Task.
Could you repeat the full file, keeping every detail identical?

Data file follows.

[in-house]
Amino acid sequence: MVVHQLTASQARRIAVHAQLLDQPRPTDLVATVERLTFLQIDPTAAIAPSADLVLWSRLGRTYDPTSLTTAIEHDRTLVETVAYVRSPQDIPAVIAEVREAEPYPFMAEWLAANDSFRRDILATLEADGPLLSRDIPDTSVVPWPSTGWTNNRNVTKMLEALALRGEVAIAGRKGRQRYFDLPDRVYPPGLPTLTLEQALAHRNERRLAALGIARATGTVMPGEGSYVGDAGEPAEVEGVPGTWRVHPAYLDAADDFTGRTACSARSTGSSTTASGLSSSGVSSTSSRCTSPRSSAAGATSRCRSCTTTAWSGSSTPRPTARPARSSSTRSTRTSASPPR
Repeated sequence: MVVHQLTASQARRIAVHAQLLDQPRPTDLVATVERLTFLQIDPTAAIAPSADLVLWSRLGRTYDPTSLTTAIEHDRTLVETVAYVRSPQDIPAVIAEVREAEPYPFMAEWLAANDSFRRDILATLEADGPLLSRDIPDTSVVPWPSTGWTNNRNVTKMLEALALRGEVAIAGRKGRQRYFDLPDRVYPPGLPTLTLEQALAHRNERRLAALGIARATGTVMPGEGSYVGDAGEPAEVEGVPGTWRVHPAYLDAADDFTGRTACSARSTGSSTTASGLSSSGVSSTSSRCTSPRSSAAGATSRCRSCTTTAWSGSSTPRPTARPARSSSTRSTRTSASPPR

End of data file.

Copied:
[in-house]
Amino acid sequence: MVVHQLTASQARRIAVHAQLLDQPRPTDLVATVERLTFLQIDPTAAIAPSADLVLWSRLGRTYDPTSLTTAIEHDRTLVETVAYVRSPQDIPAVIAEVREAEPYPFMAEWLAANDSFRRDILATLEADGPLLSRDIPDTSVVPWPSTGWTNNRNVTKMLEALALRGEVAIAGRKGRQRYFDLPDRVYPPGLPTLTLEQALAHRNERRLAALGIARATGTVMPGEGSYVGDAGEPAEVEGVPGTWRVHPAYLDAADDFTGRTACSARSTGSSTTASGLSSSGVSSTSSRCTSPRSSAAGATSRCRSCTTTAWSGSSTPRPTARPARSSSTRSTRTSASPPR
Repeated sequence: MVVHQLTASQARRIAVHAQLLDQPRPTDLVATVERLTFLQIDPTAAIAPSADLVLWSRLGRTYDPTSLTTAIEHDRTLVETVAYVRSPQDIPAVIAEVREAEPYPFMAEWLAANDSFRRDILATLEADGPLLSRDIPDTSVVPWPSTGWTNNRNVTKMLEALALRGEVAIAGRKGRQRYFDLPDRVYPPGLPTLTLEQALAHRNERRLAALGIARATGTVMPGEGSYVGDAGEPAEVEGVPGTWRVHPAYLDAADDFTGRTACSARSTGSSTTASGLSSSGVSSTSSRCTSPRSSAAGATSRCRSCTTTAWSGSSTPRPTARPARSSSTRSTRTSASPPR